The main body 22 may comprise two halves, wherein both halves are secured together by securing members 48 and 50. It will be appreciated that in accordance with the present invention, the securing members 48, 50 may include screws, snap on fittings or any other securing method for mating two complementary pieces. By removing the top half of the main body, access is provided to the electrical circuitry and mechanical components of the tonometer 135.

FIG. 9 illustrates a functional diagram of the electrical sensory and electrical processing circuitry 139 of the tonometer 135 shown in FIG. 8. As shown in FIG. 9, the air filled balloon 148 is placed on the surface of a pressure sensor device 170, where the pressure sensor device 170 may include a chip (e.g. SX or SLP series surface mount pressure sensors by SenSym) which generates an output voltage in proportion to the pressure applied to its surface. The second contact member 146 at the end of the rod member 144 compresses the air filled balloon 148 against the surface of the pressure sensor 170 in proportion to the inward pressure (direction of arrow A in FIG. 9) applied to plunger 12. The pressure applied to the surface of the pressure sensor 170 generates a pressure dependant output voltage 171 from the sensor 170, which is received by a calibration network 172. The calibration network 172 may include a variable gain amplifier and a network of passive components such as a resistor divider network. Depending on the magnitude of the pressure sensor device 170 output, the variable gain amplifier and resistor divider network are adjusted to generate a calibrated output on the tonometer display 92, which corresponds to a calibrated intraocular pressure measurement. The calibration is done against Goldmann applanation tonometry, which is a standard test that compensates for variation in tissue rigidity in the eyelid and sclera. It will be appreciated that calibration may be done against other known tonometry methods or devices.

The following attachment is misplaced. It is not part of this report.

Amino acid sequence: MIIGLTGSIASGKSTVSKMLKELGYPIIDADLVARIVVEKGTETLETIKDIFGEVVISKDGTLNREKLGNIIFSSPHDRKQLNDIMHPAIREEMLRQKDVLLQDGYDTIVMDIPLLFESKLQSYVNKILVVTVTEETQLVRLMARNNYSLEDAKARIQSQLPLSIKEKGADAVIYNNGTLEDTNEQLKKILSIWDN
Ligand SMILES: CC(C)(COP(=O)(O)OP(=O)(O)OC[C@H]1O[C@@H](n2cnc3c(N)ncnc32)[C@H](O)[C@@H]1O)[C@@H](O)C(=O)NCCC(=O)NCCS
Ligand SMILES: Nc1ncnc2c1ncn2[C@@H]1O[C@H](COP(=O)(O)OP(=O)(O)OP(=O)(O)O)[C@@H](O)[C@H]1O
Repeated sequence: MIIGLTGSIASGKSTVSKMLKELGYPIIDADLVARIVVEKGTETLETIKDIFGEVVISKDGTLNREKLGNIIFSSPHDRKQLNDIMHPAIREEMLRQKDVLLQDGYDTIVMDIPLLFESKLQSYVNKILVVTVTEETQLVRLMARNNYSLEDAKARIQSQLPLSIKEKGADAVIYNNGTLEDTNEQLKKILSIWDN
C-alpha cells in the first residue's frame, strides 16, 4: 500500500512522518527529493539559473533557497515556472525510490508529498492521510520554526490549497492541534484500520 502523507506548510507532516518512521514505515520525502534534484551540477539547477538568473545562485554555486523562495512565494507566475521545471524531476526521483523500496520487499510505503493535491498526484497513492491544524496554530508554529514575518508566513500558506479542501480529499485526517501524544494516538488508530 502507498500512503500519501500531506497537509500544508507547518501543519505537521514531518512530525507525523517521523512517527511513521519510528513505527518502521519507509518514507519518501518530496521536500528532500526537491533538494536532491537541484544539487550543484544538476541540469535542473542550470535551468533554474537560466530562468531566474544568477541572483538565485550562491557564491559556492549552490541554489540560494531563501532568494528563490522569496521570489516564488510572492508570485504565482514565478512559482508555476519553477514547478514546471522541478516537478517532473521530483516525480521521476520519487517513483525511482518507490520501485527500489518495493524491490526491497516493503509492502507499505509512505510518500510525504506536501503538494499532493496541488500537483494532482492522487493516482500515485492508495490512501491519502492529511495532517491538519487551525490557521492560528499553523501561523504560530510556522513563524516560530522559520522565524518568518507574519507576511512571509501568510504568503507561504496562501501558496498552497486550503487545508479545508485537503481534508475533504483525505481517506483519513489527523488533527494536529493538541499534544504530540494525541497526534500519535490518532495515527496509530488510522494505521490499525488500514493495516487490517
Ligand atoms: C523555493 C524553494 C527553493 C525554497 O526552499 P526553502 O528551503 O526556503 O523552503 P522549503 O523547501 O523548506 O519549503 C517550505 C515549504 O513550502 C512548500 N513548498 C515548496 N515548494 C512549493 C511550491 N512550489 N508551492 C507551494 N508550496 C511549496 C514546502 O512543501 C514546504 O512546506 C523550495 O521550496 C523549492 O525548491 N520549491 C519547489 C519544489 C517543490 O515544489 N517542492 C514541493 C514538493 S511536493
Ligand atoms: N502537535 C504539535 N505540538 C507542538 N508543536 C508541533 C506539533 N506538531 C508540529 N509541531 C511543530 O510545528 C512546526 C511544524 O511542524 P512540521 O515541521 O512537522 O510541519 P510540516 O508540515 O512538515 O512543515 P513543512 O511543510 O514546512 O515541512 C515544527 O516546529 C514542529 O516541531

The calibration network 172 output voltage 173 is converted to a digital signal 179 by means of an analog-to-digital convertor device 174. The digital signal 179 at the analog-to-digital convertor device 174 output is received by a digital display device 92 which holds the displayed value on the display once a display hold device 176 has been activated. De-activating the display hold causes the display 92 value to continuously receive the digital signal from the analog-to-digital convertor 174 output.

In use, the tonometer's 135 display hold device 176 is de-activated so the display 92 continuously displays the output from the analog-to-digital convertor 174.

Then, the contact member 15 (see FIG. 8) is brought up against the eyelid of a closed eye, this eyelid being indicated at 65. The contact member 15 is applied to the upper medial aspect of the eye, away from the cornea. This is done by the subject or user turning the eye outerwards and slightly downwards. Again, the eye may be either open or closed. The most convenient area may differ from person to person. The user just grasps the curved finger grip 44, to facilitate gripping of the device body 22 and places the circular surface 14 against the eyelid 65. With the surface 14 abutting the eyelid 65, the main body 22 is displaced towards the eyelid 65. This displacement drives the plunger 12 into the body 22, displacing the second contact member 146 at the end of the rod member 144 in the direction of arrow A. This causes the second contact member 146 to compresses the air filled balloon 148 against the surface of the pressure sensor 170 in proportion to the inward pressure (direction of arrow A in FIG. 8 and FIG. 9) applied to plunger 12.

The application of pressure on the contact member 15 causing displacement of the plunger 12 and compression of the pressure sensor 170 is continued until the user detects, within their eye, a spot or glow of light, or an arc of light, known as a pressure phosphene. The user then stops applying pressure on the contact member 15 and activates the display hold 176 prior to removing the tonometer 10 from the eye. As soon as the display hold 176 is activated, the measured pressure representing intraocular pressure is held on the display 92. Once the measured pressure value is stored on the display 92, applied pressure to the contact member 15 is removed by moving the tonometer 10 away from the eye 65. This causes the compressed air in the compressed balloon member 148 to apply an outward pressure on the second contact member which drives the plunger 12 out of the body 22 to its initial position.